UK’s recovery puts pressure on governor

BRITAIN’S services industry grew at the fastest rate since 2006 last month, a survey revealed yesterday, casting fresh doubt on the Bank of England’s commitment to keep interest rates on hold for the next three years.

The Markit services purchasing managers’ index (PMI) for August came in at 60.5, sending the overall reading for the British economy soaring to its highest level since 1998, hitting 60.7, both well above the crucial level of 50, which indicates rising business activity.

The news adds to a mounting body of evidence that the British economy is growing at some speed, posing problems for Bank of England governor Mark Carney. The Bank has agreed not to consider raising rates until unemployment drops below seven per cent, which it expects to come in 2016.

“The market is disregarding Carney’s comments and instead focusing on the fundamentals, which are showing a clear improvement in the UK’s economic prospects,” said Kathleen Brooks, research head of Forex.com.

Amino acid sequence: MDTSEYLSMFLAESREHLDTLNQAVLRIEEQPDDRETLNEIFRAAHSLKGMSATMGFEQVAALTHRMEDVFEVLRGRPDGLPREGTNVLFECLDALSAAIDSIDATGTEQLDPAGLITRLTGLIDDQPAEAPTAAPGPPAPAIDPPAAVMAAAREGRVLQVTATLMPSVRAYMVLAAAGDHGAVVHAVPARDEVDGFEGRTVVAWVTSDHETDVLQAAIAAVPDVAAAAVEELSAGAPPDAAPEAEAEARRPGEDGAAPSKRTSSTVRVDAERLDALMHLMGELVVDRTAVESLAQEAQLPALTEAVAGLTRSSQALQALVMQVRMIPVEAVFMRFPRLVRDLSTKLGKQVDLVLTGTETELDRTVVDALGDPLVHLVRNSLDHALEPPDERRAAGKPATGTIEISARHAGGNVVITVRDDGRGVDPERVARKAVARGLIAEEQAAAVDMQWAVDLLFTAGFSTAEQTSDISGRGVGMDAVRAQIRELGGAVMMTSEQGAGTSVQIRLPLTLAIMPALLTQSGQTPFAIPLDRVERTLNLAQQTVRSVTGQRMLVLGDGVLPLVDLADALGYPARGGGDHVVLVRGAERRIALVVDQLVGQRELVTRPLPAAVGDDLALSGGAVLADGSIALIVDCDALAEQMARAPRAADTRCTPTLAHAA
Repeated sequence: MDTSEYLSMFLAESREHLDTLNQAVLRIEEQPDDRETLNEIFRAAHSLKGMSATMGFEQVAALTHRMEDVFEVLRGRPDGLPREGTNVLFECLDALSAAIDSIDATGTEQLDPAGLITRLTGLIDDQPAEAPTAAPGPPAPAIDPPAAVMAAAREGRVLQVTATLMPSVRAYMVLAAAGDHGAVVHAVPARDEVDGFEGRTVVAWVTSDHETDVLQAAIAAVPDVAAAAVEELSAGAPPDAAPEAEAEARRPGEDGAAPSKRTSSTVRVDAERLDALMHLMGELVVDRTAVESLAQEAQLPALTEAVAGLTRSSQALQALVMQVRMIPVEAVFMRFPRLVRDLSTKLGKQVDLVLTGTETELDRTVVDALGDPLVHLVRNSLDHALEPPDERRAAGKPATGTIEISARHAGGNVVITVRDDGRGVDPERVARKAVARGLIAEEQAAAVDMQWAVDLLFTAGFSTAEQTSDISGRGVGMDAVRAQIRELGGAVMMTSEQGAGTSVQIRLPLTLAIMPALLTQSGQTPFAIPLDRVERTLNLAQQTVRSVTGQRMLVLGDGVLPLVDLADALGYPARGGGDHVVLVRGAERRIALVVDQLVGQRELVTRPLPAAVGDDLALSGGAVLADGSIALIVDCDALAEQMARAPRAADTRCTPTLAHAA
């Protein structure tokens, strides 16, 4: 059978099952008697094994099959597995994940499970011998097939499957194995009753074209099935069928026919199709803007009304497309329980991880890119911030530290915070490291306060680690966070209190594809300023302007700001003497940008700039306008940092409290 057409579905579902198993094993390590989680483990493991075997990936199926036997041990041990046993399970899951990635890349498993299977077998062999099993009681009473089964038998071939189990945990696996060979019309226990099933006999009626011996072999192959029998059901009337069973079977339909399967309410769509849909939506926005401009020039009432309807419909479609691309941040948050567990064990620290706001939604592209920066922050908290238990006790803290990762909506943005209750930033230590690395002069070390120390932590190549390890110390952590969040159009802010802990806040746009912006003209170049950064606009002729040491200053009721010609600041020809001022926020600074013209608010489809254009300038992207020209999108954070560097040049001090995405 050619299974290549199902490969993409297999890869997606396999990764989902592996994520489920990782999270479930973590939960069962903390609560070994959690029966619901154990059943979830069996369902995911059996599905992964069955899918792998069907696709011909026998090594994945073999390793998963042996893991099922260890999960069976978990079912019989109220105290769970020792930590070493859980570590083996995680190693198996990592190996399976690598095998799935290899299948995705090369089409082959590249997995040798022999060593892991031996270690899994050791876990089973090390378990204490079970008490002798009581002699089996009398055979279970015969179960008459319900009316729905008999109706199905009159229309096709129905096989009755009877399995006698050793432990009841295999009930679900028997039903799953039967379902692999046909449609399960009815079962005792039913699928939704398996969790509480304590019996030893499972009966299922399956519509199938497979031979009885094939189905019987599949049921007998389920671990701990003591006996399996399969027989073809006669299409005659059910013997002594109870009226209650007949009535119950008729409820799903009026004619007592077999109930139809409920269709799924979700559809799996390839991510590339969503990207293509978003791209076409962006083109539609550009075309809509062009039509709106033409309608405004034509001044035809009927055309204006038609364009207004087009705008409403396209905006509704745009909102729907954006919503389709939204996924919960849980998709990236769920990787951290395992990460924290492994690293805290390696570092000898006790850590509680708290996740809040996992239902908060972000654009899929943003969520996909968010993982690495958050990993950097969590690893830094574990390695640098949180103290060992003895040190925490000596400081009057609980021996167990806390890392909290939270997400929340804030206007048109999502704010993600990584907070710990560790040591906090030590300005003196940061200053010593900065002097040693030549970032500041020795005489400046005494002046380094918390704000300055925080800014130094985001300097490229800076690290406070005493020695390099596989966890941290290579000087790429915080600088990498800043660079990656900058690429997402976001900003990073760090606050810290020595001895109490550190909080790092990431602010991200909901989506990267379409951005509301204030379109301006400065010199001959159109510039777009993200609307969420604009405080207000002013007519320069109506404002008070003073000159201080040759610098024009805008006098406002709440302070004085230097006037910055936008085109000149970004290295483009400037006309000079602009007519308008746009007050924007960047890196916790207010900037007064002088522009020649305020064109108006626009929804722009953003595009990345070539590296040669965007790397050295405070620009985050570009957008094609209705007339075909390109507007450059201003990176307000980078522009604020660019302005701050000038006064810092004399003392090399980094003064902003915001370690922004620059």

A trade-weighted index of the pound rose up to its highest point since January after the data came out.

“We expect the [Bank] to be forced into tightening monetary policy well before the third quarter 2016 date they are currently suggesting is the earliest point (that) policy tightening will start,” said James Knightley at ING.

With construction at a six-year peak, and manufacturers indicating the best climate for work since early 2011, the economy’s biggest sectors seem to have been strong through the summer.

But when the Bank publishes its latest decision on interest rates at noon, analysts expect a 54th month at 0.5 per cent.

Deutsche Bank’s George Buckley raised his growth forecast for the third quarter to one per cent, adding that such robust PMI figures could signal an even larger expansion.

Visa Europe also reported the biggest monthly rise in consumer spending for nearly a year in August yesterday, giving weight to the notion of consumer-led growth. But despite the spike in optimism and output seen from the UK’s services, the unemployment balance remained modest, and dropped from July. A score of 50.6 only indicates a small rise in intentions to hire.